Since loans in default are accelerated, and the entire unpaid balance becomes due when you enter default, consolidation is worth considering since it allows you to pay off one or more federal student loans with the new Direct Consolidation Loan.
Once your consolidated loan is out of default, you can repay the Direct Consolidation Loanunder an income-driven repayment plan or make three consecutive.. Direct Consolidation Loans are eligible for benefits such as deferment, forbearance and loan forgiveness.
Refinancing vs. Consolidation for Student Loans
For those interested in a better interest rate or more favorable loan terms you could consider refinancing your loans instead. You can apply for student loan refinancing with companies like SoFi, and the process works much in the same way. But unlike consolidation, refinancing can combine federal student loans and private loans, if you are still looking to make only one monthly payment.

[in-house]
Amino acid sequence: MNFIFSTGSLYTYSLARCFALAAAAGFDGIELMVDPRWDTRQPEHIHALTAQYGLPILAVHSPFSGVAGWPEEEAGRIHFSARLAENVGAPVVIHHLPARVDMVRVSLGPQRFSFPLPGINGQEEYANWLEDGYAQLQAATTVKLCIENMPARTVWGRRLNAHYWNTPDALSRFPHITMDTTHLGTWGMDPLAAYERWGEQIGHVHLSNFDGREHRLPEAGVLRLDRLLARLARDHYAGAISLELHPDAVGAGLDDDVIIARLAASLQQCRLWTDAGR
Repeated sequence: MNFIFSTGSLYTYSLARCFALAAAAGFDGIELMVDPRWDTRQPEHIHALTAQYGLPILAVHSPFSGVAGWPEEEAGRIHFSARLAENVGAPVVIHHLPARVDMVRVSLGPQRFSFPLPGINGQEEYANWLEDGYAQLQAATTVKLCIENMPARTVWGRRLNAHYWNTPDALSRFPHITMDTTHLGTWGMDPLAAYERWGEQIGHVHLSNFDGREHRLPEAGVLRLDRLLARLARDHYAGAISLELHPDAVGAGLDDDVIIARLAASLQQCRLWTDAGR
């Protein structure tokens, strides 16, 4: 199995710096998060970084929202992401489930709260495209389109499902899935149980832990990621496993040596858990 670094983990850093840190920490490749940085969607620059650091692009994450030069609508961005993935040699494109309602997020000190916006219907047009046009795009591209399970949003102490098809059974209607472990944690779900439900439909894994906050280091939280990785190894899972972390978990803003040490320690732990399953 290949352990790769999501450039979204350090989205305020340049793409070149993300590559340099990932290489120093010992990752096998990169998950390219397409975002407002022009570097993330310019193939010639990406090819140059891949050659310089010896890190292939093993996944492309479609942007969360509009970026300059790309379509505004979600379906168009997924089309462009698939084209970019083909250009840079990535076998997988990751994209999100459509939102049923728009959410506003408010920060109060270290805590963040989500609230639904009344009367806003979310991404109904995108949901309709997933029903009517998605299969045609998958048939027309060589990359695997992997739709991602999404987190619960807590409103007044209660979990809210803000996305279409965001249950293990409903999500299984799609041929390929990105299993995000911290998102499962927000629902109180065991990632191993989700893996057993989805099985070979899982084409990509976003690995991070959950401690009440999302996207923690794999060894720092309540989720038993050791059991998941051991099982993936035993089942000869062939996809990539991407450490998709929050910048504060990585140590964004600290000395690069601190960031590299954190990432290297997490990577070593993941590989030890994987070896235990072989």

Keep in mind refinancing can result in the loss of some of the benefits for federal student loans under consolidation since you’re working with a private company and not the government. However, for someone looking for lower interest rates or lower monthly payments, refinancing is another option to consider.
The information and analysis provided through hyperlinks to third party websites, while believed to be accurate, cannot be guaranteed by SoFi. Links are provided for informational purposes and should not be viewed as an endorsement.
Notice: SoFi refinance loans are private loans and do not have the same repayment options that the federal loan program offers such as Income Based Repayment or Income Contingent Repayment or PAYE. SoFi always recommends that you consult a qualified financial advisor to discuss what is best for your unique situation.